With the NBA Bubble winding down, teams are competing at an all-time high to see who takes home the trophy. During this current series, the Lakers and Rockets are facing off against each other. Both teams have talented rosters, however, there are a few things each team needs to do in order to beat their opponent.
Starting with the Rockets, to put it bluntly, James Harden has to be exceptional. The Rockets cannot afford for Harden to have another game like game seven in the first round against the OKC Thunder. The deeper you go into the playoffs the slimmer the margins for error are, which is only amplified when you are playing arguably the greatest basketball player ever and his best teammate.
Harden cannot afford to have an off night. Considering his co-star, Russell Westbrook, may still be harboring a quadriceps injury, which may explain his lackluster performances since he’s returned.
Since the playoffs, Harden is averaging 30.1 points per game on absurd efficiency (64.1 TS%), while still being his teams primary facilitator, dishing out 7.6 assists per game. The question with Harden was never his capability, rather his consistency.
The question remains, will Harden be able to keep up this level of play long enough to fend off LeBron James and Anthony Davis?
If so the Rockets have a real chance to pull off the upset against the favorite in the western conference.
Moreover, Westbrook can’t continue down this path of destruction. With the series already three games in, we have already gotten the entire Westbrook experience. In game one Westbrook scored 24 points and dished out six assists in a Rockets victory.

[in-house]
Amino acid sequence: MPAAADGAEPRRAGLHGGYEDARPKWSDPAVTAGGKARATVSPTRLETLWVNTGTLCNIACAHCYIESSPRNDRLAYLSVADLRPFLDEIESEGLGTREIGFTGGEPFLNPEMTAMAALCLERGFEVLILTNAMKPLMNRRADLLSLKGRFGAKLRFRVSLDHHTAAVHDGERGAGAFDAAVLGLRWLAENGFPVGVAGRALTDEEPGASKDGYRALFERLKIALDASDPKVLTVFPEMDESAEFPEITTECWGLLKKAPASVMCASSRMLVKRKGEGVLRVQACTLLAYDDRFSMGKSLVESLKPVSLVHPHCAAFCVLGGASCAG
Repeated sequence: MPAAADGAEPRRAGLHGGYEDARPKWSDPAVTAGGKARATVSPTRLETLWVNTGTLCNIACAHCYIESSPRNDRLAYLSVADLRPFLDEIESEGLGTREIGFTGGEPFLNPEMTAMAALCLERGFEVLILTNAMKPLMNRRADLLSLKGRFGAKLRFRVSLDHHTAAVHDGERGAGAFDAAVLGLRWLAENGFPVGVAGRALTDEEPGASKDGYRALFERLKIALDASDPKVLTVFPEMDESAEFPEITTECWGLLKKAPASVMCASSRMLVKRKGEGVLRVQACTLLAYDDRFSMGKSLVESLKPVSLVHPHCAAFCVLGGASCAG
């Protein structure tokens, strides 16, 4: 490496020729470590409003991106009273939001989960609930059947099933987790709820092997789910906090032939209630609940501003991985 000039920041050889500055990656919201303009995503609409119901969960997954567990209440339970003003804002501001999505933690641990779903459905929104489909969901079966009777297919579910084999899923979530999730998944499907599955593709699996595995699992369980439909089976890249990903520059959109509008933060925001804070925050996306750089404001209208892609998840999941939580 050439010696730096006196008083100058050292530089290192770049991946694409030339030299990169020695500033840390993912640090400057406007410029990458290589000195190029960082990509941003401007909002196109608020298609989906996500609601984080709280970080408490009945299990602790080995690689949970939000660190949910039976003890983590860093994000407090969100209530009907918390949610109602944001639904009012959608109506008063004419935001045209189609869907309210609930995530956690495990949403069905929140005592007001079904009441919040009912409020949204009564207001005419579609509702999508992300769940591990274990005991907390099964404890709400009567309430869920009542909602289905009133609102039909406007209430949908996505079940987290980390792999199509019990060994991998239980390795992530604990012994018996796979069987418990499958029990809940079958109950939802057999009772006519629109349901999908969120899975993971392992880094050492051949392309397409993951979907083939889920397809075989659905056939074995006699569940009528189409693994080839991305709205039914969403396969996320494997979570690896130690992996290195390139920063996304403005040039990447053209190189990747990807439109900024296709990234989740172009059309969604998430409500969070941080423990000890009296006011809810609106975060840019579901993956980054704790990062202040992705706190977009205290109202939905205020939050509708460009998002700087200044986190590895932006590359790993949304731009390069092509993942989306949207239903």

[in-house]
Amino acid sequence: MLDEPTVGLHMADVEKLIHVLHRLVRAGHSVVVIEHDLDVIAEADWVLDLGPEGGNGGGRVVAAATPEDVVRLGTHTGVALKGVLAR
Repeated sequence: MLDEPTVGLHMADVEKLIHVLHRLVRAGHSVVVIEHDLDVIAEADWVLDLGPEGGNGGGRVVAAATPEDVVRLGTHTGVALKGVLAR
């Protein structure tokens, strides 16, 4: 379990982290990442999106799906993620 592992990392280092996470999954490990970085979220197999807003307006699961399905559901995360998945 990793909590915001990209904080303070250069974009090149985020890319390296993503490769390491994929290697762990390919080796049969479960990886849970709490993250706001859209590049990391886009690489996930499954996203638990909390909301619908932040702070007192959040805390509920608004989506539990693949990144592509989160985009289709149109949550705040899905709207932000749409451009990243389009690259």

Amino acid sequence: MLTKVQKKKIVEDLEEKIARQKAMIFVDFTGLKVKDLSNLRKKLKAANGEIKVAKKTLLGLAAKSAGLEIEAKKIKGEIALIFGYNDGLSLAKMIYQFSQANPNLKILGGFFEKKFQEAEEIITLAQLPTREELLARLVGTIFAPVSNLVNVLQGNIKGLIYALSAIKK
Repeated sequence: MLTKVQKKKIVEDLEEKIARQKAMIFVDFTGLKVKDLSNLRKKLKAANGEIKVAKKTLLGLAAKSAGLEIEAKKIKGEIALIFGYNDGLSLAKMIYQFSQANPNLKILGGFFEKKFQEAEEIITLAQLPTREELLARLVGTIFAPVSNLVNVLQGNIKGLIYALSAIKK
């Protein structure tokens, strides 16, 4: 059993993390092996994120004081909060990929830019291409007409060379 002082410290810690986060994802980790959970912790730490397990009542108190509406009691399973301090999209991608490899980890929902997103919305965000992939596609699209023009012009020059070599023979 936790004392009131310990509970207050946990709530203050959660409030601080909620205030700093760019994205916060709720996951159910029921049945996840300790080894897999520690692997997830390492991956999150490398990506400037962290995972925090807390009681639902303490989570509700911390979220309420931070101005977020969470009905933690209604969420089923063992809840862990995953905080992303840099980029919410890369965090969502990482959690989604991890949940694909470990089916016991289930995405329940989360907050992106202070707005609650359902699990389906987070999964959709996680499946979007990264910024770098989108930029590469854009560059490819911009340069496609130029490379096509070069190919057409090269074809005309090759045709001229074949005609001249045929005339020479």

However, in game two Westbrook had one of the worst games by an NBA star in modern playoffs history. Westbrook’s performance was cataclysmic, dreadful, and awful. Costing the Rockets going up 2-0 on the best team in the West (according to regular season record).
All the blame doesn’t necessarily fall on Westbrook, it is up to Rockets coach, Mike D’Antoni, to get Westbrook more involved with the ball and downhill. This change will mitigate some of the damage Westbrook inflicts upon his own team. After all, the Rockets didn’t trade for him to be an off ball shooter. They traded for him to be the Westbrook we all know, the relentless attacker that can truly take advantage of the spaced out floor.
Westbrook’s freakish athleticism allows for him to consistently get into the teeth of the defenses, forcing the Lakers to make on the fly decisions. These decisions lead to mistakes, simplifying the game for not only himself as a passer but his teammates.
Due to the scoring volume and two way nature of the sport, basketball gives individual stars a ridiculous amount of control over the game.
No championship team in NBA history has ever won off of the backs of star power alone. The Lakers, most notably James and Davis, have been arguably one of the best two man shows in NBA history. Although, their supporting cast has been less than stellar.